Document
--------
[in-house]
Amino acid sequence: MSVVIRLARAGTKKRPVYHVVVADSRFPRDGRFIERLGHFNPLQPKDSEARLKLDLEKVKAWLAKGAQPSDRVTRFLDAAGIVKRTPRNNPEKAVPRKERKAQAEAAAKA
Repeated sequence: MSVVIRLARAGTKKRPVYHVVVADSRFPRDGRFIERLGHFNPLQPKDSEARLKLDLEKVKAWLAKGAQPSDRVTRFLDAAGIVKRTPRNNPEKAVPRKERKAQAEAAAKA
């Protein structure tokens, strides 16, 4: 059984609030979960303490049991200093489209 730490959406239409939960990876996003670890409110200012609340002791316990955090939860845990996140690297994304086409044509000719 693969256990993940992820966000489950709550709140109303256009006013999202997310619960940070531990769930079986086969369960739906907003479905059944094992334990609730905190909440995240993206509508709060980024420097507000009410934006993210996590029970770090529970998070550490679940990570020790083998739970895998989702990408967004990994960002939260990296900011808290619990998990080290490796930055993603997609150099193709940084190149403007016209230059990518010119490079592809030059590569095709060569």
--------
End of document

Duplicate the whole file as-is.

[in-house]
Amino acid sequence: MSVVIRLARAGTKKRPVYHVVVADSRFPRDGRFIERLGHFNPLQPKDSEARLKLDLEKVKAWLAKGAQPSDRVTRFLDAAGIVKRTPRNNPEKAVPRKERKAQAEAAAKA
Repeated sequence: MSVVIRLARAGTKKRPVYHVVVADSRFPRDGRFIERLGHFNPLQPKDSEARLKLDLEKVKAWLAKGAQPSDRVTRFLDAAGIVKRTPRNNPEKAVPRKERKAQAEAAAKA
């Protein structure tokens, strides 16, 4: 059984609030979960303490049991200093489209 730490959406239409939960990876996003670890409110200012609340002791316990955090939860845990996140690297994304086409044509000719 693969256990993940992820966000489950709550709140109303256009006013999202997310619960940070531990769930079986086969369960739906907003479905059944094992334990609730905190909440995240993206509508709060980024420097507000009410934006993210996590029970770090529970998070550490679940990570020790083998739970895998989702990408967004990994960002939260990296900011808290619990998990080290490796930055993603997609150099193709940084190149403007016209230059990518010119490079592809030059590569095709060569």